In the United Nations Population Fund’s (UNFPA) recent State of World Population report, access to contraception is described as a “universal human right.” While the report has no legal force, it declares that cultural and financial barriers to accessing contraception are an infringement on women’s rights.
While access to contraceptives may be a serious policy concern for groups like UNFPA, to label it a human right is to devalue the very principle of rights. Declaring it to be so is to cheapen the very serious need to defend true human rights—rights to life, liberty, and the pursuit of happiness. The principle of natural rights delineates those fundamental freedoms that government can neither create nor take away.
Moreover, demanding products and services supplied by UNFPA as a “right” means someone has the responsibility to provide them. And how much will this “right” cost others? The fund is calling for an additional $8 billion per year.
Ironically, the UNFPA’s report avoids considering actual human rights abuses in China, including incidents in which family-planning officials have dragged Chinese women into clinics and forced them to submit to abortions or sterilizations. In fact, for many years, the U.S. prohibited funding for UNFPA under the Kemp-Kasten amendment, which prevents U.S. international aid from supporting coercive abortion procedures or involuntary sterilization, because of UNFPA’s ties to the Chinese family planning machine. In 2009, however, Congress exempted UNFPA funding from the Kemp-Kasten language and has since sent tens of millions of taxpayer dollars to UNFPA each year.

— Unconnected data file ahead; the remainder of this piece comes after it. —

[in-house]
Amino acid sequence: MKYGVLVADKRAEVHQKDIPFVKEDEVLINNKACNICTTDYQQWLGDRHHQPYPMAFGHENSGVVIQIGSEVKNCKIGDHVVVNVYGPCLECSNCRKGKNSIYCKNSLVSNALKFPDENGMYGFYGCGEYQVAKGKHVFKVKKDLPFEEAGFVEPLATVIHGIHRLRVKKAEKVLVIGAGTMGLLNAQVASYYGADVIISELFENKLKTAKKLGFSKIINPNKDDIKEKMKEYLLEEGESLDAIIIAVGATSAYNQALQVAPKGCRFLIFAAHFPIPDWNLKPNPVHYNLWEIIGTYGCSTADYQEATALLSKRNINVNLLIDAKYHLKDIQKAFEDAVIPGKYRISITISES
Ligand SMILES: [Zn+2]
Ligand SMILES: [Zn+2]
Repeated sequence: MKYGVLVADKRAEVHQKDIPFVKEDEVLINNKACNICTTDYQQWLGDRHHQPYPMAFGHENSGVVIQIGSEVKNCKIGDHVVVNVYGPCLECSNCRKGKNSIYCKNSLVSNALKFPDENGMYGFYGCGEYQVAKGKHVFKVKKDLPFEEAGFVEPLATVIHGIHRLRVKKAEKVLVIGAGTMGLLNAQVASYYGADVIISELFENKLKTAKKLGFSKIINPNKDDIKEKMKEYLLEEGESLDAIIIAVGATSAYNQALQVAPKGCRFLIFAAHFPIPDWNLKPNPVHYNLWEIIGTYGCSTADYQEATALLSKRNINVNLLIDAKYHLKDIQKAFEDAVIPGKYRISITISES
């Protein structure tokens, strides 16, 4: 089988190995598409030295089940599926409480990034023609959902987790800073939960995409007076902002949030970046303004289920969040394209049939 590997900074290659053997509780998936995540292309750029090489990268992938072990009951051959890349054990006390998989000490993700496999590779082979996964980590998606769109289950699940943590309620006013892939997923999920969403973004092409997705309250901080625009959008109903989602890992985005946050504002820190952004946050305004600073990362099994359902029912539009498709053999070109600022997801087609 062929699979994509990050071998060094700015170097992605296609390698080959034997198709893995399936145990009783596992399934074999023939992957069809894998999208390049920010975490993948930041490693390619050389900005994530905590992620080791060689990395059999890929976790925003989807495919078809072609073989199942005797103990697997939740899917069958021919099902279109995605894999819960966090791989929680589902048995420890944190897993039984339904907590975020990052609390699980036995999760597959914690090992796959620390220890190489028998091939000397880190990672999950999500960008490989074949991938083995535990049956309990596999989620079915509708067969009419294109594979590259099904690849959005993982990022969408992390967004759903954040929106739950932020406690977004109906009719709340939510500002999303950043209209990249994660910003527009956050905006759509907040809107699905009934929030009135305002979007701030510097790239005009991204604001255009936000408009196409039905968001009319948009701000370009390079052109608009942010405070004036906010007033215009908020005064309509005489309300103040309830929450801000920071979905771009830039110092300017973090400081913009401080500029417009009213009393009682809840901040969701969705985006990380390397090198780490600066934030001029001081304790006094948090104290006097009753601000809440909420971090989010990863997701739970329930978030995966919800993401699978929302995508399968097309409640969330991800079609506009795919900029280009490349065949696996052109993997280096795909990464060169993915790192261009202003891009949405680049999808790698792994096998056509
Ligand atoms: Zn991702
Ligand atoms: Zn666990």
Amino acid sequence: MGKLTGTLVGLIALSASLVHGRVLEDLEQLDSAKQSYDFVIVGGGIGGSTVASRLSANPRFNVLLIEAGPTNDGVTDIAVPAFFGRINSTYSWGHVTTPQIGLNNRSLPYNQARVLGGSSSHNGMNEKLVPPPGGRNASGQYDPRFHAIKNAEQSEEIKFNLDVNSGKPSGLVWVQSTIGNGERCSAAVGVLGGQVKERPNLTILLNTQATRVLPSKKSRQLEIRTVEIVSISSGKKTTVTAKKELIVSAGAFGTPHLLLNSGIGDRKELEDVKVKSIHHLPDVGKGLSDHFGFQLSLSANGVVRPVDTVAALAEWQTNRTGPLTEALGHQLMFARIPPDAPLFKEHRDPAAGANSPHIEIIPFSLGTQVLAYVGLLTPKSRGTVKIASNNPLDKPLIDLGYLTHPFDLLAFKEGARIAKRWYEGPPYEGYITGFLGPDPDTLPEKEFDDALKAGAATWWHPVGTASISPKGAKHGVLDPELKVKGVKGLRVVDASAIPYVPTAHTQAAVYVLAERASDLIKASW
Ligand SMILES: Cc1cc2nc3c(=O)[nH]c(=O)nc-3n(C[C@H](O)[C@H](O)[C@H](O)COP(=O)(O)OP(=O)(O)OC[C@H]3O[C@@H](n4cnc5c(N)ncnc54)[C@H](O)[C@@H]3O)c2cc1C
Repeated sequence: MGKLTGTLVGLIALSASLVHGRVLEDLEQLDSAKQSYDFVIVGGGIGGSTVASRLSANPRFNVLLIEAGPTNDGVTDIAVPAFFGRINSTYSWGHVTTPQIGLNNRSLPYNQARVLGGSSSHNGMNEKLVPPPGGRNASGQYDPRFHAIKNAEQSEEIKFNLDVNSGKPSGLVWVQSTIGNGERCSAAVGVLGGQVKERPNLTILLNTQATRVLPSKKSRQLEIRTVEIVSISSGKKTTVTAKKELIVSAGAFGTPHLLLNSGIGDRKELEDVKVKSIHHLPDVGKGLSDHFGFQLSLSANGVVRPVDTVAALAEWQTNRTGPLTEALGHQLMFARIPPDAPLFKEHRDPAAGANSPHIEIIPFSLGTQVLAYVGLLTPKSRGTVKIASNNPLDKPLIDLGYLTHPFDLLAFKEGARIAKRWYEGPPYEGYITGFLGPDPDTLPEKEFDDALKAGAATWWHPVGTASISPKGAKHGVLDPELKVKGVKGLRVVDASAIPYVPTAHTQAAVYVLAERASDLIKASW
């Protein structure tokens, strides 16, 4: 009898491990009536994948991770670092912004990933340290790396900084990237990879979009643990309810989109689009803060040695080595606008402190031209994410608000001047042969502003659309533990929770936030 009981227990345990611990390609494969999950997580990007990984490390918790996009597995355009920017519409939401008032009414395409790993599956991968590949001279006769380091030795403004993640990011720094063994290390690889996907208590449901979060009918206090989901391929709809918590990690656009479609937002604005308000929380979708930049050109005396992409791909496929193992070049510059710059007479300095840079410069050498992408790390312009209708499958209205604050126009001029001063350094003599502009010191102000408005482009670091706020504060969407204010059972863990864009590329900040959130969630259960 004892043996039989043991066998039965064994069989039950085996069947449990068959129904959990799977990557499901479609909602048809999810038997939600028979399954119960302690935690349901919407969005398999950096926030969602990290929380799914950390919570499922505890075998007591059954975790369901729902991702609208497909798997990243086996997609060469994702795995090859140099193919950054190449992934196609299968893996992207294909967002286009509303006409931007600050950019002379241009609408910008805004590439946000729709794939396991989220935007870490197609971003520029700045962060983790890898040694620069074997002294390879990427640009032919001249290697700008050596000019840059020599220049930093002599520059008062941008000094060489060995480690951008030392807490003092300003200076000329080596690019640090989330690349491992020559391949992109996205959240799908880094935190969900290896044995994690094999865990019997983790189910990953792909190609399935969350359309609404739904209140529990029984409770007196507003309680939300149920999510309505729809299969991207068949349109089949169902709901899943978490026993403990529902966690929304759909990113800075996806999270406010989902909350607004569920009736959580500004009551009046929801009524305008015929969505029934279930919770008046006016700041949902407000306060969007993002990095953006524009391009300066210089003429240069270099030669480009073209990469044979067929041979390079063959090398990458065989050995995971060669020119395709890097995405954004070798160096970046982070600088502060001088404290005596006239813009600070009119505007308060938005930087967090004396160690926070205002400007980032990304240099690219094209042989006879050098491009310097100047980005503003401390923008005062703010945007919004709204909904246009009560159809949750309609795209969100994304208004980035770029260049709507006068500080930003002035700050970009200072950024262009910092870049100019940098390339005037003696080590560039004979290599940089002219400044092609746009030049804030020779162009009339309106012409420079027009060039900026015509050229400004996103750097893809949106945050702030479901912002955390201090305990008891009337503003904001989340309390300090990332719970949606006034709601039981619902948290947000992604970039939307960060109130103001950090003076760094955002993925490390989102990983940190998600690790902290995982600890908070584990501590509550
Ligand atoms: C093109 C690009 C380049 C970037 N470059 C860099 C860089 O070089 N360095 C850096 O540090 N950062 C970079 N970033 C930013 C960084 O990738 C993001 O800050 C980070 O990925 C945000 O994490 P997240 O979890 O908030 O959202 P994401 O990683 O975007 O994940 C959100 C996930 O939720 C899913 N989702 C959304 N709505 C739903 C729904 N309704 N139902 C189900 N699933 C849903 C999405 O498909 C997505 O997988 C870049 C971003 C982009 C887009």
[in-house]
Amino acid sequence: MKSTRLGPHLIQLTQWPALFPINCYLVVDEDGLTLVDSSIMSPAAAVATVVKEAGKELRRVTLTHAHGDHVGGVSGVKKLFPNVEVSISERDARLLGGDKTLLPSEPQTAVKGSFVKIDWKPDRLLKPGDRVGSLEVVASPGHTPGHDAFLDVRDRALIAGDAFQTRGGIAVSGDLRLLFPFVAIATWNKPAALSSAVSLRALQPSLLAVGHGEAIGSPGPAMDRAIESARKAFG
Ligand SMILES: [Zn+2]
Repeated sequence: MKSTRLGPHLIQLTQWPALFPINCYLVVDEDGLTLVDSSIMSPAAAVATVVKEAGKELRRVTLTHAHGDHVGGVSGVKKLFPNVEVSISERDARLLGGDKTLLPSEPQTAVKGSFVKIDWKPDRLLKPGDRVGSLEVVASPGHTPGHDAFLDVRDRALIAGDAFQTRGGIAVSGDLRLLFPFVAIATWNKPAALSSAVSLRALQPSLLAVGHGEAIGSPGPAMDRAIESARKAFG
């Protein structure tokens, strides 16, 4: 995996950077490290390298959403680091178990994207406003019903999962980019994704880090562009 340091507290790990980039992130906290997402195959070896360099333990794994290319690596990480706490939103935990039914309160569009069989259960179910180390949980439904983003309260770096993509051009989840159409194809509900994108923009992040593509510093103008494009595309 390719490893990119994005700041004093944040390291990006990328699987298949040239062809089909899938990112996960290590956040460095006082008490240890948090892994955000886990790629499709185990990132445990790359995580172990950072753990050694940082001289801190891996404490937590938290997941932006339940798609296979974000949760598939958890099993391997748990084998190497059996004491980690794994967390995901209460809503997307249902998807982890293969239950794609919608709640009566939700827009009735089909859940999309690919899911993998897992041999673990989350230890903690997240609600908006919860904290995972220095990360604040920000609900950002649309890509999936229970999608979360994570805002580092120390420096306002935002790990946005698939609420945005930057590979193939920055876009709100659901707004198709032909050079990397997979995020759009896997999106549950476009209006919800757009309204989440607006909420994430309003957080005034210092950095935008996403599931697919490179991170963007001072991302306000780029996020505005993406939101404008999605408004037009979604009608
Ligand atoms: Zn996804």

Reggie Littlejohn, President of Women’s Rights Without Frontiers, which opposes China’s one-child birth policy, calls the UNFPA report’s title—“By Choice, Not By Chance”—ironic.
“What about the 600 million women in China who are unable to ‘decide on the number and spacing of [their] children,’ not because they lack access to contraception but because they will be forcibly aborted if they get pregnant without a birth permit,” Littlejohn said.
UNFPA’s irresponsible statement, coupled with the organization’s suggested ties to the Chinese family planning department, should make policymakers reconsider continuing to give U.S. taxpayer dollars to UNFPA.
Elevating access to contraceptives to the level of a human right not only exhibits poor judgment, but ignores the real and serious conflicts such a promotion can create with real constitutional rights. As Americans have witnessed in Obamacare’s anti-conscience mandate, the idea that contraception access should be governmentally ensured has trampled on religious freedom. The mandate’s requirement that almost all employers provide and pay for abortion-inducing drugs, contraception, and sterilization—regardless of moral or religious objections—represents an unprecedented assault on religious liberty.
Alexander Hamilton asserted, “The sacred rights of mankind…are written…in the whole volume of human nature, by the hand of the divinity itself; and can never be erased or obscured by moral power.” UNFPA has no authority to devalue “human rights” by ever expanding them, and the international community would do well to ignore the organization’s self-serving opinions.